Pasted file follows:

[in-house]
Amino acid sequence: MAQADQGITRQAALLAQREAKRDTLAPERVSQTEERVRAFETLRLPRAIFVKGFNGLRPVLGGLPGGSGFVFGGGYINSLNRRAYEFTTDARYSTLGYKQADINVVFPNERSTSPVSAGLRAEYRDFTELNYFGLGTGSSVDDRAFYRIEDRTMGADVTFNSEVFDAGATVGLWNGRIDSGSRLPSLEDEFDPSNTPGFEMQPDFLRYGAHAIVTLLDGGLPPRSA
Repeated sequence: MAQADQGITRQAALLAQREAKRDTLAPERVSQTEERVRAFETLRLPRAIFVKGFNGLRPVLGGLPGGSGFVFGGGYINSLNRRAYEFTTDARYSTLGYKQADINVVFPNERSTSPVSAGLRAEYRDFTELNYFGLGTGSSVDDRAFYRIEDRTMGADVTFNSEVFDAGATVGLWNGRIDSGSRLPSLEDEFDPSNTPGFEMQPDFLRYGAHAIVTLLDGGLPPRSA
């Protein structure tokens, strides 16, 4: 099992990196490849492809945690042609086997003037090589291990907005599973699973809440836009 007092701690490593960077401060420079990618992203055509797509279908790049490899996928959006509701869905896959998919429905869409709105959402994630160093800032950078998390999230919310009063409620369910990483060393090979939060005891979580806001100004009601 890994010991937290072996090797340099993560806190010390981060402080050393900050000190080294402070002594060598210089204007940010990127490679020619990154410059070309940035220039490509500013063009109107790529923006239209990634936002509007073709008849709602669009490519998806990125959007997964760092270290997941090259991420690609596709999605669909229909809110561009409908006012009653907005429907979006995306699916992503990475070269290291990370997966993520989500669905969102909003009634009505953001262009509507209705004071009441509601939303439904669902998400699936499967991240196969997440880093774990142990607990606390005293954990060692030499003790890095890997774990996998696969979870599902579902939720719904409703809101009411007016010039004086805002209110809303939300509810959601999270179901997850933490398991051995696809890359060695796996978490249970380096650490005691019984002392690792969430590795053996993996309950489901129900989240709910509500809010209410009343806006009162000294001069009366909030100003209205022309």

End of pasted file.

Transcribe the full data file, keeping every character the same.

[in-house]
Amino acid sequence: MAQADQGITRQAALLAQREAKRDTLAPERVSQTEERVRAFETLRLPRAIFVKGFNGLRPVLGGLPGGSGFVFGGGYINSLNRRAYEFTTDARYSTLGYKQADINVVFPNERSTSPVSAGLRAEYRDFTELNYFGLGTGSSVDDRAFYRIEDRTMGADVTFNSEVFDAGATVGLWNGRIDSGSRLPSLEDEFDPSNTPGFEMQPDFLRYGAHAIVTLLDGGLPPRSA
Repeated sequence: MAQADQGITRQAALLAQREAKRDTLAPERVSQTEERVRAFETLRLPRAIFVKGFNGLRPVLGGLPGGSGFVFGGGYINSLNRRAYEFTTDARYSTLGYKQADINVVFPNERSTSPVSAGLRAEYRDFTELNYFGLGTGSSVDDRAFYRIEDRTMGADVTFNSEVFDAGATVGLWNGRIDSGSRLPSLEDEFDPSNTPGFEMQPDFLRYGAHAIVTLLDGGLPPRSA
């Protein structure tokens, strides 16, 4: 099992990196490849492809945690042609086997003037090589291990907005599973699973809440836009 007092701690490593960077401060420079990618992203055509797509279908790049490899996928959006509701869905896959998919429905869409709105959402994630160093800032950078998390999230919310009063409620369910990483060393090979939060005891979580806001100004009601 890994010991937290072996090797340099993560806190010390981060402080050393900050000190080294402070002594060598210089204007940010990127490679020619990154410059070309940035220039490509500013063009109107790529923006239209990634936002509007073709008849709602669009490519998806990125959007997964760092270290997941090259991420690609596709999605669909229909809110561009409908006012009653907005429907979006995306699916992503990475070269290291990370997966993520989500669905969102909003009634009505953001262009509507209705004071009441509601939303439904669902998400699936499967991240196969997440880093774990142990607990606390005293954990060692030499003790890095890997774990996998696969979870599902579902939720719904409703809101009411007016010039004086805002209110809303939300509810959601999270179901997850933490398991051995696809890359060695796996978490249970380096650490005691019984002392690792969430590795053996993996309950489901129900989240709910509500809010209410009343806006009162000294001069009366909030100003209205022309």